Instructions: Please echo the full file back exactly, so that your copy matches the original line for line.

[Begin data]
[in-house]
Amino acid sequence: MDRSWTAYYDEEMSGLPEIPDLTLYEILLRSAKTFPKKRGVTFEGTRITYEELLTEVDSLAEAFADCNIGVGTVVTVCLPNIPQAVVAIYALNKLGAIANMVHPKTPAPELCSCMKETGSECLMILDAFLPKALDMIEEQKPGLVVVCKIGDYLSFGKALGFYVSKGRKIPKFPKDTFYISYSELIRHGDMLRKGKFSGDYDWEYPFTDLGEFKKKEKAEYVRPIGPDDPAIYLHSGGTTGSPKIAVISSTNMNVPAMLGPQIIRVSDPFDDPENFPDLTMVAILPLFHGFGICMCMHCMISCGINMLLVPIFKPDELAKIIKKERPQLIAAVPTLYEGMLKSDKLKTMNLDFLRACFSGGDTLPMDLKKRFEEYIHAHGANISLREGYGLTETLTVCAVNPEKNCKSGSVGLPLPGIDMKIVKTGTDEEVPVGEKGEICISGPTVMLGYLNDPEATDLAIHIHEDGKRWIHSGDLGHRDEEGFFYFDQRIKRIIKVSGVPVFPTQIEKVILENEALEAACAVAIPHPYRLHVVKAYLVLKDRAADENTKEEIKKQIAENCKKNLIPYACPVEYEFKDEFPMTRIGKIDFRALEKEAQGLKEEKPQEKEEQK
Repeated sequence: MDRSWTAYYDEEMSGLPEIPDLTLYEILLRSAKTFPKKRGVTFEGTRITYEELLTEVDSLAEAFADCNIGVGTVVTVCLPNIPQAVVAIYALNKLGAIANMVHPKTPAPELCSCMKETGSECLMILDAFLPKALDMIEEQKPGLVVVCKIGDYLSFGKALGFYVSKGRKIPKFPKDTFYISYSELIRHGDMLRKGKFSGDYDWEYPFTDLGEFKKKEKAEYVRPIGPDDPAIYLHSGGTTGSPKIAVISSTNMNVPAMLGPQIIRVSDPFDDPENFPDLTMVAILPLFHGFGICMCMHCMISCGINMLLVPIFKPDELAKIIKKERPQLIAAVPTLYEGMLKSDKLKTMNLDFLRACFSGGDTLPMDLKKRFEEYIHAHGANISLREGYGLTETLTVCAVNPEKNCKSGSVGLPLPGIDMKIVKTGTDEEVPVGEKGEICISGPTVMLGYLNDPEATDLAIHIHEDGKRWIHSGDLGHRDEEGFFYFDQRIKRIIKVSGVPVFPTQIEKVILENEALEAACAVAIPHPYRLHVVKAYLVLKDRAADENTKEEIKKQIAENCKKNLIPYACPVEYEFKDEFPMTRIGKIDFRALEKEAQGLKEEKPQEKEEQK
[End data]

[in-house]
Amino acid sequence: MDRSWTAYYDEEMSGLPEIPDLTLYEILLRSAKTFPKKRGVTFEGTRITYEELLTEVDSLAEAFADCNIGVGTVVTVCLPNIPQAVVAIYALNKLGAIANMVHPKTPAPELCSCMKETGSECLMILDAFLPKALDMIEEQKPGLVVVCKIGDYLSFGKALGFYVSKGRKIPKFPKDTFYISYSELIRHGDMLRKGKFSGDYDWEYPFTDLGEFKKKEKAEYVRPIGPDDPAIYLHSGGTTGSPKIAVISSTNMNVPAMLGPQIIRVSDPFDDPENFPDLTMVAILPLFHGFGICMCMHCMISCGINMLLVPIFKPDELAKIIKKERPQLIAAVPTLYEGMLKSDKLKTMNLDFLRACFSGGDTLPMDLKKRFEEYIHAHGANISLREGYGLTETLTVCAVNPEKNCKSGSVGLPLPGIDMKIVKTGTDEEVPVGEKGEICISGPTVMLGYLNDPEATDLAIHIHEDGKRWIHSGDLGHRDEEGFFYFDQRIKRIIKVSGVPVFPTQIEKVILENEALEAACAVAIPHPYRLHVVKAYLVLKDRAADENTKEEIKKQIAENCKKNLIPYACPVEYEFKDEFPMTRIGKIDFRALEKEAQGLKEEKPQEKEEQK
Repeated sequence: MDRSWTAYYDEEMSGLPEIPDLTLYEILLRSAKTFPKKRGVTFEGTRITYEELLTEVDSLAEAFADCNIGVGTVVTVCLPNIPQAVVAIYALNKLGAIANMVHPKTPAPELCSCMKETGSECLMILDAFLPKALDMIEEQKPGLVVVCKIGDYLSFGKALGFYVSKGRKIPKFPKDTFYISYSELIRHGDMLRKGKFSGDYDWEYPFTDLGEFKKKEKAEYVRPIGPDDPAIYLHSGGTTGSPKIAVISSTNMNVPAMLGPQIIRVSDPFDDPENFPDLTMVAILPLFHGFGICMCMHCMISCGINMLLVPIFKPDELAKIIKKERPQLIAAVPTLYEGMLKSDKLKTMNLDFLRACFSGGDTLPMDLKKRFEEYIHAHGANISLREGYGLTETLTVCAVNPEKNCKSGSVGLPLPGIDMKIVKTGTDEEVPVGEKGEICISGPTVMLGYLNDPEATDLAIHIHEDGKRWIHSGDLGHRDEEGFFYFDQRIKRIIKVSGVPVFPTQIEKVILENEALEAACAVAIPHPYRLHVVKAYLVLKDRAADENTKEEIKKQIAENCKKNLIPYACPVEYEFKDEFPMTRIGKIDFRALEKEAQGLKEEKPQEKEEQK